With funding from the American Rescue Plan, the DHHS has invested up to $10 billion to expand vaccine programs into rural areas.
A spokesperson for The North Carolina Department of Health and Human Services (NCDHHS) told The Epoch Times that the NCDHHS will, however, employ doing door-to-door knocking across the state “to ensure that people have the information that they need about vaccinations and can easily and conveniently get vaccinated,” and added that the purpose of this initiative is to increase access to historically marginalized populations “through outreach and education efforts.”
This effort is a part of the Healthier Together initiative, which the spokesperson said is intended to drive demand and increase access to vaccines in marginalized populations.
The initiative is a partnership between the NCDHHS and the NC Counts Coalition, which has released a request for proposals for which community organizations can apply in amounts up to $500,000 in grants to support groups “that will help North Carolina achieve its goal of delivering equitable access to vaccines.”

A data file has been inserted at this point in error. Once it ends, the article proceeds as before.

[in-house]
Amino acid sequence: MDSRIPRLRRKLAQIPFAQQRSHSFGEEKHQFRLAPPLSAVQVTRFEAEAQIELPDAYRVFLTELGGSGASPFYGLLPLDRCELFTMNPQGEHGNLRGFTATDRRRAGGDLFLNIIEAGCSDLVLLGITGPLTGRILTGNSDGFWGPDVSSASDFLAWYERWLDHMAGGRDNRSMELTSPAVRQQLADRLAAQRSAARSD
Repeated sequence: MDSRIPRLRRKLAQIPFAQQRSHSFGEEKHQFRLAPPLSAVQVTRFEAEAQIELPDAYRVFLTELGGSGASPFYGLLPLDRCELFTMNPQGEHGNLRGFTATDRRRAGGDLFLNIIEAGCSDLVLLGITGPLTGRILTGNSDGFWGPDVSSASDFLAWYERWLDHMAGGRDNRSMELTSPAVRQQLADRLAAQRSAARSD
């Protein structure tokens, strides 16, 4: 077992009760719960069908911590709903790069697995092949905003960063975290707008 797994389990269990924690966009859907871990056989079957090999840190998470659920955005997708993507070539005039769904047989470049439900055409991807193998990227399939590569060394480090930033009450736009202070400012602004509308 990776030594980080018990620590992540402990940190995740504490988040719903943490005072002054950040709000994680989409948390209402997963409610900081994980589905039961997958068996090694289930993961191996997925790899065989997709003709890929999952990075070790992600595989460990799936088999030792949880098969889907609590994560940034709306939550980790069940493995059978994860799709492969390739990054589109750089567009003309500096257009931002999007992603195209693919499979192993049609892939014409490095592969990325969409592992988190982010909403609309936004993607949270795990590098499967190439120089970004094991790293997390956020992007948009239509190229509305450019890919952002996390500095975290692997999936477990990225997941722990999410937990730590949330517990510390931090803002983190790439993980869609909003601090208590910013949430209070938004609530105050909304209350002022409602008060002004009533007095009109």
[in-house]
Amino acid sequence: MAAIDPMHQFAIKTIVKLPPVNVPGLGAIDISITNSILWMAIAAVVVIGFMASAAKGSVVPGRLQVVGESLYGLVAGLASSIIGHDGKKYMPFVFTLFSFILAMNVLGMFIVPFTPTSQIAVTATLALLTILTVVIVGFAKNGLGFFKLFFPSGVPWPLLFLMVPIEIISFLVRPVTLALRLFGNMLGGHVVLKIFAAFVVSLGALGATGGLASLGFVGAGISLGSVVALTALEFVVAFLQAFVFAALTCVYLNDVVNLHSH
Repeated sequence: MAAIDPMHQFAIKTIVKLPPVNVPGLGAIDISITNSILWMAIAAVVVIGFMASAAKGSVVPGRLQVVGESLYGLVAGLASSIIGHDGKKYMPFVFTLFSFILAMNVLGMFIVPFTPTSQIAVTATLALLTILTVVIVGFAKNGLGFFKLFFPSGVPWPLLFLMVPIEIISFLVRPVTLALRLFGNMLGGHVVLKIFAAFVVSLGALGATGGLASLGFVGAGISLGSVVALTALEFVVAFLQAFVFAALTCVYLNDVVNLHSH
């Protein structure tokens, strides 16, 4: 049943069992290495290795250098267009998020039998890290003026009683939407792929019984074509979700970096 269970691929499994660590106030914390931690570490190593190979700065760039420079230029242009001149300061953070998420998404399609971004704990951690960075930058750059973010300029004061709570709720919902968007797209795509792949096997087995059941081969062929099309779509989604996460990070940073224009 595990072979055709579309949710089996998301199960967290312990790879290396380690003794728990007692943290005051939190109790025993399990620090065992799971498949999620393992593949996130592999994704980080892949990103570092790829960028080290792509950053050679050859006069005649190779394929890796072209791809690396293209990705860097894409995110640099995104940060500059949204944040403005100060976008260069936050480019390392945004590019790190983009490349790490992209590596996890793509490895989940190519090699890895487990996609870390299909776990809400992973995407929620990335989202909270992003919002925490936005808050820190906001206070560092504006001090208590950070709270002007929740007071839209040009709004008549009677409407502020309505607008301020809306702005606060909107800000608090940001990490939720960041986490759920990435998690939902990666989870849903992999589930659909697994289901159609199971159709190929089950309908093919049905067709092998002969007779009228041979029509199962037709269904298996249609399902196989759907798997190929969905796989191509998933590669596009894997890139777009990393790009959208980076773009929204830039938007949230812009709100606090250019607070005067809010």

The NC Counts Coalition is a nonprofit established in 2017 to assist in achieving an accurate count for the 2020 Census by highlighting undercounted communities.
In Mecklenburg County, Action NC, a nonprofit that addresses social and economic inequality, partnered with the MCPHD to begin the outreach that, as of this week, includes the doses-to-doors program.
Robert Dawkins, political director for Action NC, told WBTV News in Charlotte that doses-to-doors is non-confrontational, and that no one is forcing anyone to take the shot, however, he added that it’s the job of the health department and Action NC to “dispel rumors” about the vaccines.
YouTube cites “medical misinformation” when it pulls videos off its platform for allegedly violating its terms and conditions of giving out “harmful information.”
Manookian said this type of censorship should not only raise concern, but it also speaks to the integrity of the narrative Big Tech says it protects.
“The fact that you are not allowed challenge the official narrative, that doctors and scientists who say what is being put by mainstream media is inaccurate, should make thinking person shiver with concern and seriously ask questions about what is going on, because if we can’t have an open debate, then somebody is trying to hide something,” Manookian said.